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Syd Shelton
By Nicholas Bowman
Posted: 2022-09-20T22:00:00Z

On the 20th September we were very fortunate to have Syd Shelton come and join us for the evening. Syd is best known for his work with Rock Against Racism during the 1970s. This was a time of growing racism, and racial tensions…it was also a time when music demonstrated its power to drive awareness and change.

Over the course of two hours, Syd talked us through his early years travelling from Yorkshire to London to South East Asia and onto Sydney in Australia where he became a shunter on the railways in 1975. Perhaps not quite the start you might expect, but it was there he became an activist, helping Aborigines acquire land rights. This spurred him into creating a series of photographs which were published in six double page spreads in the Nation Review. This, he said, was the start of his career, and helped him develop his ‘ activist eye’ before returning to England in 1976.

Racism was being normalised in the UK by TV programmes such as the Black and White Minstrels, and Eric Clapton declaring support for Enoch Powell. A Sunday Times journalist, Red Saunders, wrote to the highly influential music press aiming to start a rank and file movement – within weeks there were 800 letters of support and Rock Against Racism was born. Syd was soon at the heart of the movement.

Using his Nikormat camera and usually a 28mm lens, Syd made photography integral to RAR over the next five years…documenting the protests, the music festivals and carnivals. He wanted to take photographs, but not the same as other photographers, believing that the photographer is not an impartial observer but someone who creates a graphic argument. Syd emphasised the importance of the conversation between photographer and subject and explained how a simple aluminium camera case could be used as a platform to get the right angle for a shot. His passion took him to Northern Ireland (his work can be seen in The Falls, published by A Fistful Of Books), onto the picket line at Grunwicks (ironically a film processing plant) and to the estates of Lewisham.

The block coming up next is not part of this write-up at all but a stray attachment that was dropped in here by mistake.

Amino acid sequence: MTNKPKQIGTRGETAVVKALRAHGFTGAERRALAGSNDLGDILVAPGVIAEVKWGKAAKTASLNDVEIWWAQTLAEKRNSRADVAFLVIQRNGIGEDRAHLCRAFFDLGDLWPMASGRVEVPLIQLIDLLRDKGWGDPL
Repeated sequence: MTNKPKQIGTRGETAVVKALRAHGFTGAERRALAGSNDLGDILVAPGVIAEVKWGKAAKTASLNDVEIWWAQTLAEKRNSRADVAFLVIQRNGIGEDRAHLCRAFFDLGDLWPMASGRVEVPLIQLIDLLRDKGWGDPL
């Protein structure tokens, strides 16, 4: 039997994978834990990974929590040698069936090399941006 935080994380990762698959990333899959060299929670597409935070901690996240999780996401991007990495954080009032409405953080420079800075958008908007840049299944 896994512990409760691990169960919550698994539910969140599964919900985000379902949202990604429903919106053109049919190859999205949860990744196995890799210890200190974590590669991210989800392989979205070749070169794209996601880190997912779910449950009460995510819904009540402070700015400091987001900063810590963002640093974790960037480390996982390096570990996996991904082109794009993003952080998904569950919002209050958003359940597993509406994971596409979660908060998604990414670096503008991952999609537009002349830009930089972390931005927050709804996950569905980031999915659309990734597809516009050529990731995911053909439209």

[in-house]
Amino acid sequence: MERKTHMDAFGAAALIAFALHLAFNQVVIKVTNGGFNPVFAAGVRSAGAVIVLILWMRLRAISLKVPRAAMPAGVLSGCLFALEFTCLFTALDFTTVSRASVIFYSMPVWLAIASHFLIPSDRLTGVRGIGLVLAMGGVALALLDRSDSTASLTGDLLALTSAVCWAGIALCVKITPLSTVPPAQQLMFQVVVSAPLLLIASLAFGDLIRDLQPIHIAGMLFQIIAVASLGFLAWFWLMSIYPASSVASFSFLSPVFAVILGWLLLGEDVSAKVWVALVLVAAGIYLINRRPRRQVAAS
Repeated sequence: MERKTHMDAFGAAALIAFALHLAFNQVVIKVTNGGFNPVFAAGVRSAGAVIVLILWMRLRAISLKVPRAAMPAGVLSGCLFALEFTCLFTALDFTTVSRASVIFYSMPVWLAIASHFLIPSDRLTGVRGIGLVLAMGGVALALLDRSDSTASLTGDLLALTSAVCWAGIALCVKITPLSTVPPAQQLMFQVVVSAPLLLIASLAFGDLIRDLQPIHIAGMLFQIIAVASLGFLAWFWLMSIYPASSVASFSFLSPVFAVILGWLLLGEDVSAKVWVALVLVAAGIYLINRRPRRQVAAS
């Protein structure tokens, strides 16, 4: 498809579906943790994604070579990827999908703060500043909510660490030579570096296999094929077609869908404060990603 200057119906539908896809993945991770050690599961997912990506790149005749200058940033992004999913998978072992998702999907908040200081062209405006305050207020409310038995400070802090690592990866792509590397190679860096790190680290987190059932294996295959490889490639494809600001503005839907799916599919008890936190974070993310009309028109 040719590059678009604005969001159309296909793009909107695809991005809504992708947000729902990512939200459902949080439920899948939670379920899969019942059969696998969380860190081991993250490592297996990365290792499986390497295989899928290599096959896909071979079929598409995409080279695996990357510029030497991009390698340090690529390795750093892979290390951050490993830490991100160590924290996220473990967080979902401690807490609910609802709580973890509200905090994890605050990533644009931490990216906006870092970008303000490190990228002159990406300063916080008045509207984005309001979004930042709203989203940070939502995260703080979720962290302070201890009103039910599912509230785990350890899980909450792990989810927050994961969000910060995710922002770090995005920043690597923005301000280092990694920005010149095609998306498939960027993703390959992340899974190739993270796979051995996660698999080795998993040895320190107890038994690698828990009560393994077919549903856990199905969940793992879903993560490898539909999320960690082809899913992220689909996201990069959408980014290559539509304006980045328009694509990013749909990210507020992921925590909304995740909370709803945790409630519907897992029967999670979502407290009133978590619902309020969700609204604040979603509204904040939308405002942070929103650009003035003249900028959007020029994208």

Syd told the story of RAR over five years, illustrating that history with some spectacular and iconic black and white images, whilst providing plenty of anecdotes for us to enjoy. For those that couldn’t make it to the meeting, Syd’s Rock Against Racism book is being republished as a second edition in October. You can also see more of his work during October at the Atlas Gallery in Marylebone, and The Lucy Bell Gallery in St Leonards.


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